Filed under: music, the city | Tags: arizona, ezginin gunlugu, istanbul, leaving, music, proust, tucson
As you would remember from some previous entries, I take music as a conveyer of my personal past. Due to my shark-like nature, my past does not only consist of time periods but also different cities. A la recherche de mon temps perdu, music defines eras, therefore geographies. That’s why a song can take me to the museums of Paris, humid mornings of Augusta, beautiful campus of Middlebury College or a drunken festival night on the Bosporus.
In a day or two, I will publish three entries about my visit to Istanbul in December 2011. There, with awe, you will see how Istanbul and the meanings it encompasses in my life are in constant change with time. Although I no longer live in Istanbul, this city still holds such a potent and influential place in my life that, it can change meaning even if I only visit it now.
Due to my horrible experience back in December 2011, I had removed Istanbul from my life for the last four months. I barely thought about the city, had only a couple of Sykpe conversations with my dear friends still residing in that behemoth, and did not listen to a single song that is directly related to the imperial city in my personal universe of signifiers. It was tough, and full of remorse. I had spoken big when I talked about “never leaving Istanbul/Istanbul never leaving me”. My relation with the city came to a point where one side had to sacrifice a lot to reduce the pain resulting from this relationship. Of course, I was the one who had to sacrifice. And I had taken Istanbul out, maybe not completely out, but to an extent never explored before.
But on the day before my trip, on my way back from my first proper camping experience with the spiritual purification bestowed upon me by Mount Lemmon, I inadvertently played “Siyah Gozler” by Ezginin Gunlugu. A song from the very heart of Istanbul, dedicated to my quintessential pain felt for this city. Listen to the song; you will know what I mean.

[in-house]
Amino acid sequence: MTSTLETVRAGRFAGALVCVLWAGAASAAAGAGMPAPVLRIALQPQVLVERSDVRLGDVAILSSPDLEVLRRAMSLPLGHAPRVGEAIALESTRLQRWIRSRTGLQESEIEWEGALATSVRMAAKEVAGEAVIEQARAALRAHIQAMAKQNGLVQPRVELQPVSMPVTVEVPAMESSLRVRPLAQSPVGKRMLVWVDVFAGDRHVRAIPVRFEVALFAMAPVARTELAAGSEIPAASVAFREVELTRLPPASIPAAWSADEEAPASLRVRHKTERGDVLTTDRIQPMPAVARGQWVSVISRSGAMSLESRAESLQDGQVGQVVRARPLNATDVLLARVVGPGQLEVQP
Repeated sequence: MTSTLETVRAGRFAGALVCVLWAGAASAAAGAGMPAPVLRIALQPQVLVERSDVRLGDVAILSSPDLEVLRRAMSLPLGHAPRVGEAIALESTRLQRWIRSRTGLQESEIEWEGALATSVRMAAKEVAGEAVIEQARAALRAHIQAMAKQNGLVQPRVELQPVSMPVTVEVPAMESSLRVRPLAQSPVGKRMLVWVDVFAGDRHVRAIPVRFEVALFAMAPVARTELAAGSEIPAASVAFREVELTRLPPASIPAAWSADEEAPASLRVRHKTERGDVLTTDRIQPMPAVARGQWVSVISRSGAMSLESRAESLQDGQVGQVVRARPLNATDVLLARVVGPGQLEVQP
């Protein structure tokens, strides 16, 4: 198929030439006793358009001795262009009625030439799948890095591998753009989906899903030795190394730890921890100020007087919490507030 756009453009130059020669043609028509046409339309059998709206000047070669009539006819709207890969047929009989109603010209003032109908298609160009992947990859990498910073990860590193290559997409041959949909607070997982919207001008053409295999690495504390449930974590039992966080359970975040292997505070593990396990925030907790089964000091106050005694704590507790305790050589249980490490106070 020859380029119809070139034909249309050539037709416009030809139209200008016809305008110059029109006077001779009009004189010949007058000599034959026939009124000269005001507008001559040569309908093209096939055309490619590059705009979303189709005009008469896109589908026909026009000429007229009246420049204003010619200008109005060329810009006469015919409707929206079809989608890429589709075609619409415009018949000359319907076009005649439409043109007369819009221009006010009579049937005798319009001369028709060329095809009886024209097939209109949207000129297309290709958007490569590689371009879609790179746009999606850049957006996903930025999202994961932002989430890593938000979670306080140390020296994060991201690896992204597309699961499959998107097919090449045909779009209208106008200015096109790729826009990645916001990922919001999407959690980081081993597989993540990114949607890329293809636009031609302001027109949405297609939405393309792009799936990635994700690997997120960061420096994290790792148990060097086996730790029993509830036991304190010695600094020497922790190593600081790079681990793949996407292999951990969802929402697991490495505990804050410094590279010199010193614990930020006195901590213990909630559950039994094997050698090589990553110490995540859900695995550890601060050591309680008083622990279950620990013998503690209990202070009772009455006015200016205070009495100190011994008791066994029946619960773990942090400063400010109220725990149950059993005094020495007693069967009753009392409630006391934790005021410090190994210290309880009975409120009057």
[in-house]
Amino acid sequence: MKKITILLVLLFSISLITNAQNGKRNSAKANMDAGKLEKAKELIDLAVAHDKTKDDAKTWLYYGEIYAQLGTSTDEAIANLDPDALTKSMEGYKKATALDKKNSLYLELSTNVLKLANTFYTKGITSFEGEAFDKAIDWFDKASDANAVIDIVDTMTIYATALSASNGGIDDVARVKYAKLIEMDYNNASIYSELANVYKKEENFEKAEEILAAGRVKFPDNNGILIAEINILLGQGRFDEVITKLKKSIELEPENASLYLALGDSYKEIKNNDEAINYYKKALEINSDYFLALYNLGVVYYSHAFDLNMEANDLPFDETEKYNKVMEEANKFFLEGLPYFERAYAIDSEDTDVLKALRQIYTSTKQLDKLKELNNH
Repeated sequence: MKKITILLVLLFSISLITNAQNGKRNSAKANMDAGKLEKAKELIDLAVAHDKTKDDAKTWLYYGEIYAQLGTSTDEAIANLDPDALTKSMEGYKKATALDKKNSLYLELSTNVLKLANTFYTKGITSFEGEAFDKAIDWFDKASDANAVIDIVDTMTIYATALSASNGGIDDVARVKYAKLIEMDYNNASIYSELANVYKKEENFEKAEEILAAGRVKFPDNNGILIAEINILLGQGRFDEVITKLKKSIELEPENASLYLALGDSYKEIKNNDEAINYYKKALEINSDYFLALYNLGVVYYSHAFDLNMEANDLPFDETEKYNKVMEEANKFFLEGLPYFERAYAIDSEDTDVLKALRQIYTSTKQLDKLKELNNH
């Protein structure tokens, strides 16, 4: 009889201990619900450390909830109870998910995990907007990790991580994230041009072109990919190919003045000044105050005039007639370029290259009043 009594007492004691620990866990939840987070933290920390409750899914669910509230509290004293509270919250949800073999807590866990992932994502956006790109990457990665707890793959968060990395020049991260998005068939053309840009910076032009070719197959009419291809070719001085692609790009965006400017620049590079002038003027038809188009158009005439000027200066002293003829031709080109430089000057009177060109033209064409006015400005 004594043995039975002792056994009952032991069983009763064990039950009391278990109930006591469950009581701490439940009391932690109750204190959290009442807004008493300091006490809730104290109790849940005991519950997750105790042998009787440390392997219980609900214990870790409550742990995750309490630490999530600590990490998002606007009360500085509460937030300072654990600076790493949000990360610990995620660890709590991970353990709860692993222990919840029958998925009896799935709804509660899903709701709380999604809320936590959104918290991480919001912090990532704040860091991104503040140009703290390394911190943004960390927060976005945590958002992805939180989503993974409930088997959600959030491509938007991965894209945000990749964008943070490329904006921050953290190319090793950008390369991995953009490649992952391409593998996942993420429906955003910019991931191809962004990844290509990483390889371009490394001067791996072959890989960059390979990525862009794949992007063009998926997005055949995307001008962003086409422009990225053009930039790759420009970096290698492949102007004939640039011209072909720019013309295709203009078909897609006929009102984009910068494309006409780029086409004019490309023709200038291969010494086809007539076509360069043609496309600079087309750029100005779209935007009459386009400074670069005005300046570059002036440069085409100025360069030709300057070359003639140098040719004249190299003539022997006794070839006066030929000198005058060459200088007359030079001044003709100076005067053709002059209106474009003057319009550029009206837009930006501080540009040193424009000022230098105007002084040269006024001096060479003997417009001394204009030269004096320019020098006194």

It started as an “innocent” move to expose my friend some Turkish music. As I was imposing my patch-worked taste in music, I stumbled upon Ezginin Gunlugu and said, “Oh, you will love them. They are quite interesting.” I hit the play button unconsciously, and it took only five seconds to hit me back. All of a sudden, due to the amazing clarinet solo, as we were driving down the mountain, and the fauna was changing from pine trees to cacti, I was surrounded by Istanbul, the city I had removed from my life. I, there, realized I had been successful in exiling Istanbul away, and it was emotionally safe to recall it on such a moment.
Elif Shafak always compares and insistently contrasts Istanbul and Arizona, she calls them “two places on earth that could not be more different.” One time, she however noted, Arizona and Istanbul resemble each other in terms of “huzun”, the concept that is at the same time possible and impossible be translated to “la tristesse” in French, or “melancholia” in English, according to Orhan Pamuk. I agree, in both geographies, a sense of melancholia is omnipresent. Istanbul’s huzun is more consecrated to human interaction and its imperial past, while Arizona’s melancholia is more limited to contrasts, such as sun and shade, different definitions of border, and city’s eclectic architecture juxtaposing a skyscraper and a Mexican cathedral together.
Huzun is both similar and different in Arizona and Istanbul. The Oaks on Ciragan Caddesi and theSaguaro cacti on UA Campus share a common feeling not only in the habitants of Tucson form Istanbul but in a larger sense: just like paradise and hell, they share human.
As I am typing this entry on my way to Istanbul, not back, I am thinking how long will I have to individually struggle to tell people the commonalities of different geographies are much more than their differences. Since the beginning of humankind, some people may not be changing where they live from cradle to grave. But their fixed residual habits are miniscule, especially once compared to the traveling human element in every city’s content. The words we use can be forgotten, or ignored; but the eyes we see cannot be forgotten, or ignored. Especially when their universal humanity is considered.
For me, Ezginin Gunlugu also belongs to Arizona now. And Istanbul does not seem so vicious any more. Especially out of the plane’s window, when the Bosporus’ waters are shining like gold.